in treatment and never have been, although I respect both medicine
and doctors. Besides, I am superstitious in the extreme; well, at
least to the extent of respecting medicine. (I am sufficiently
educated not to be superstitious, but I am.) No, sir, I refuse to see
a doctor simply out of spite. Now, that is something that you
probably will fail to understand. Well, I understand it. Naturally, I
will not be able to explain to you precisely whom I will injure in
this instance by my spite. I know perfectly well that I am certainly
not giving the doctors a "dirty deal" by not seeking treatment. I
know better than anyone that I will only harm myself by this, and no
one else. And yet, if I don't seek a cure, it is out of spite. My
liver hurts? Good, let it hurt still more!

I have been living like this for a long time-about twenty years. Now
I am forty. I used to be in the civil service; today I am not. I was
a mean official. I was rude, and found pleasure in it. After all, I
took no bribes, and so I had to recompensemyself at least by this.
(A poor joke, but I will not cross it out. I wrote it, thinking it
would be extremely witty; but now I see that it was only a vile
little attempt at showing off, and just for that I'll let it stand!)

When petitioners came to my desk seeking information, I gnashed my
teeth at them, and gloated insatiably whenever I succeeded in
distressing them. I almost always succeeded. Most of them were timid
folk: naturally-petitioners. But there were also some fops, and among
these I particularly detested a certain officer. He absolutely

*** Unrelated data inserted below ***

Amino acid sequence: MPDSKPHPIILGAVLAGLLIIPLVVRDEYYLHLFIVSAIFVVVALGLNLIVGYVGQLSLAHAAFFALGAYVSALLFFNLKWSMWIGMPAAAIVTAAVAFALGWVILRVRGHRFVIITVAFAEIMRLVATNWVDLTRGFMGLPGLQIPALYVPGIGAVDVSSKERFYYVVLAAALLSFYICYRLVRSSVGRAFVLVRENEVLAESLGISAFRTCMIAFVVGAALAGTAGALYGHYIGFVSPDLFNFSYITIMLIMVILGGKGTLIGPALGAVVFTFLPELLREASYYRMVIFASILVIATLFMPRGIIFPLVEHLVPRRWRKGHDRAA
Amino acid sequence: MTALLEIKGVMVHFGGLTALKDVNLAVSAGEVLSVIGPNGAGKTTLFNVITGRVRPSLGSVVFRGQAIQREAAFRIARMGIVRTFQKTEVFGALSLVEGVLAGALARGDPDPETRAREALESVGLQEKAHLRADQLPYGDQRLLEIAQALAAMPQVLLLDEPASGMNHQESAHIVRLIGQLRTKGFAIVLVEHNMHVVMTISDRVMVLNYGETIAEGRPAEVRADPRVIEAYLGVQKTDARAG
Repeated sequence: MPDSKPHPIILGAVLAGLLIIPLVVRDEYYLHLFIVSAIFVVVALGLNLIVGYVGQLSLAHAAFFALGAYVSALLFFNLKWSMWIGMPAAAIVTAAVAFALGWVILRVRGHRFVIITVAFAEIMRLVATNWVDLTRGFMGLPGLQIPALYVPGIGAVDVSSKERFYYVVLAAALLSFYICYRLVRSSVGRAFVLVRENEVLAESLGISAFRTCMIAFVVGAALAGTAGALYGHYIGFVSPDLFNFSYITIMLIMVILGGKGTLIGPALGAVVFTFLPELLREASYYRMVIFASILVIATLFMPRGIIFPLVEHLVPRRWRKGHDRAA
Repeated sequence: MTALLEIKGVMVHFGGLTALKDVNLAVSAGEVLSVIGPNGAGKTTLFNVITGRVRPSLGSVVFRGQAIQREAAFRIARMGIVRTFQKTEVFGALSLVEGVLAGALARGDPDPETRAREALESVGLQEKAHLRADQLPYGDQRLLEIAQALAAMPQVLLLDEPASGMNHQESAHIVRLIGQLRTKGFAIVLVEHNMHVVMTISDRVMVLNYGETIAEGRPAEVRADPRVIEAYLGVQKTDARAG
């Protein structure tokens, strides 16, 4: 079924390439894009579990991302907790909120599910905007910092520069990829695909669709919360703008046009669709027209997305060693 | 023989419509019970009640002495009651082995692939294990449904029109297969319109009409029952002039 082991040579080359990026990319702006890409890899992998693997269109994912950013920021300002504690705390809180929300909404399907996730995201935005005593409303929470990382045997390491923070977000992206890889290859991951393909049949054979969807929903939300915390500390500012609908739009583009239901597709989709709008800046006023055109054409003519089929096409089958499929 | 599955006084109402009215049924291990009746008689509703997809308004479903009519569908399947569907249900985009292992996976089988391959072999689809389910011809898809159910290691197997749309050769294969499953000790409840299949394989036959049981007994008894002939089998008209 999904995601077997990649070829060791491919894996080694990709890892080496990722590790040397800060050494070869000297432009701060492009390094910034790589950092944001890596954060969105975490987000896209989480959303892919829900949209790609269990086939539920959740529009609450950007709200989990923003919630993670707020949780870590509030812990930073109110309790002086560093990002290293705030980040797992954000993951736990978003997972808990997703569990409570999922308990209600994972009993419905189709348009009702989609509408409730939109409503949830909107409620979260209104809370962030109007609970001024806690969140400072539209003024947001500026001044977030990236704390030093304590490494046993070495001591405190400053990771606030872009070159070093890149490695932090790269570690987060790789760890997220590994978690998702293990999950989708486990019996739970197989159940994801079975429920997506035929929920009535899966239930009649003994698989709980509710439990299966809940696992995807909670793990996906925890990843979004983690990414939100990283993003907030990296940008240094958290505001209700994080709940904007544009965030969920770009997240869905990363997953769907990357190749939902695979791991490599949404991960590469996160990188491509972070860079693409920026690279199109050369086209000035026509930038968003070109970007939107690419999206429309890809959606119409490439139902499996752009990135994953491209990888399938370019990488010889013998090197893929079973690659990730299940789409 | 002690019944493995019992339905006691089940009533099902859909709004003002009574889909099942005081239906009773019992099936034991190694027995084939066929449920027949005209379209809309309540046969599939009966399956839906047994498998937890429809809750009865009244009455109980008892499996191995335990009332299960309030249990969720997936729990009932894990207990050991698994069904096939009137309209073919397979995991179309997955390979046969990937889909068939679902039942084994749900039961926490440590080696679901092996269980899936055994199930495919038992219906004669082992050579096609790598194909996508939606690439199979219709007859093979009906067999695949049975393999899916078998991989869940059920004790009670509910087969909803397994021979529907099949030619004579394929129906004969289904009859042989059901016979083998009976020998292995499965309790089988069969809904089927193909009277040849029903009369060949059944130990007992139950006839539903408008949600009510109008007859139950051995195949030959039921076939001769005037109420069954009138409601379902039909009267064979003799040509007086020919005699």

refused to submit and clattered revoltingly with his sword. I battled
him over that sword for a year and a half. And finally I got the best
of him. He stopped clattering. This, however, happened long ago, when
I was still a young man. But do you know, gentlemen, what was the
main thing about my spite? Why, the whole point, the vilest part of
it, was that I was constantly and shamefully aware, even at moments
of the most violent spleen, that I was not at all a spiteful, no, not
even an embittered, man. That I was merely frightening sparrows to no
purpose, diverting myself. I might be foaming at the mouth, but bring
me a doll, give me some tea, with a bit of sugar, and I'd most likely
calm down. Indeed, I would be deeply touched, my very heart would
melt, though later I'd surely gnash my teeth at myself and suffer
from insomnia for months. That's how it is with me.

I lied just now when I said that I had been a mean official. I lied
out of sheer spite. I was merely fooling around, both with the
petitioners and with the officer, but in reality I could never have
become malicious. I was aware at every moment of many, many
altogether contrary elements. I felt them swarming inside me, those
contrary elements. I knew that they had swarmed inside me all my
life, begging to be let out, but I never, never allowed them to come
out, just for spite. They tormented me to the point of shame, they
drove me to convulsions-I was so sick and tired of them in the end.
Sick and tired! But perhaps you think, dear sirs, that I am now
repenting of something before you, asking your forgiveness for
something? . . . Indeed, I am quite certain that you think so. But
then, I assure you it doesn't make the slightest difference to me if
you do. . . .

I could not become malicious. In fact, I could not become anything:
neither bad nor good, neither a scoundrel nor an honest man, neither
a hero nor an insect. And now I am eking out my days in my corner,
taunting myself with the bitter and entirely useless consolation that
an intelligent man cannot seriously become anything; that only a fool
can become something. Yes, sir, an intelligent nineteenth-century man
must be, is morally bound to be, an essentially characterless
creature; and a man of character, a man of action-an essentially
limited creature. This is my conviction at the age of forty. I am
forty now, and forty years-why, it is all of a lifetime, it is the
deepest old age. Living past forty is indecent, vulgar, immoral! Now